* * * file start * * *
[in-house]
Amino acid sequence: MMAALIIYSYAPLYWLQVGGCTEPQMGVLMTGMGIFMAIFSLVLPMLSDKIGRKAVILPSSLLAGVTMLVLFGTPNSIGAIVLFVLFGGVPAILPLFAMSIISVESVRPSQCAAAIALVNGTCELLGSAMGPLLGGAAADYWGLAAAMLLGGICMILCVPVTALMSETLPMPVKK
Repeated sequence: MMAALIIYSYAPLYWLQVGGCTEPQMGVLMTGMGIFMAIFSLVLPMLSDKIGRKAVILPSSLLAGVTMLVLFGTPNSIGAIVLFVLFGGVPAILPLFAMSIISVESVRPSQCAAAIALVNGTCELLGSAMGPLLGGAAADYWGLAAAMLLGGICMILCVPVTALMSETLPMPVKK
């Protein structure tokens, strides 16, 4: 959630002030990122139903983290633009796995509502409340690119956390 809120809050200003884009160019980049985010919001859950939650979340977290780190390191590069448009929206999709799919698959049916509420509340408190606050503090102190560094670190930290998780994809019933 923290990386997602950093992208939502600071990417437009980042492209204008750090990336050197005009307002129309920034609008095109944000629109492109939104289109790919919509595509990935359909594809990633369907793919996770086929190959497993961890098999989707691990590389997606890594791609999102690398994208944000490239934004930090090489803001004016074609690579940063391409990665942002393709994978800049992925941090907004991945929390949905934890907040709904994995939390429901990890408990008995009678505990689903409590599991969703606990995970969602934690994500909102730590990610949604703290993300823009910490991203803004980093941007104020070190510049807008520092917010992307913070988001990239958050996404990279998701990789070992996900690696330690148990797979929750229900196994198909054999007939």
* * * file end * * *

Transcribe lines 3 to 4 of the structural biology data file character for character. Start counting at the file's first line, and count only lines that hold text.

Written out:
Repeated sequence: MMAALIIYSYAPLYWLQVGGCTEPQMGVLMTGMGIFMAIFSLVLPMLSDKIGRKAVILPSSLLAGVTMLVLFGTPNSIGAIVLFVLFGGVPAILPLFAMSIISVESVRPSQCAAAIALVNGTCELLGSAMGPLLGGAAADYWGLAAAMLLGGICMILCVPVTALMSETLPMPVKK
């Protein structure tokens, strides 16, 4: 959630002030990122139903983290633009796995509502409340690119956390 809120809050200003884009160019980049985010919001859950939650979340977290780190390191590069448009929206999709799919698959049916509420509340408190606050503090102190560094670190930290998780994809019933 923290990386997602950093992208939502600071990417437009980042492209204008750090990336050197005009307002129309920034609008095109944000629109492109939104289109790919919509595509990935359909594809990633369907793919996770086929190959497993961890098999989707691990590389997606890594791609999102690398994208944000490239934004930090090489803001004016074609690579940063391409990665942002393709994978800049992925941090907004991945929390949905934890907040709904994995939390429901990890408990008995009678505990689903409590599991969703606990995970969602934690994500909102730590990610949604703290993300823009910490991203803004980093941007104020070190510049807008520092917010992307913070988001990239958050996404990279998701990789070992996900690696330690148990797979929750229900196994198909054999007939």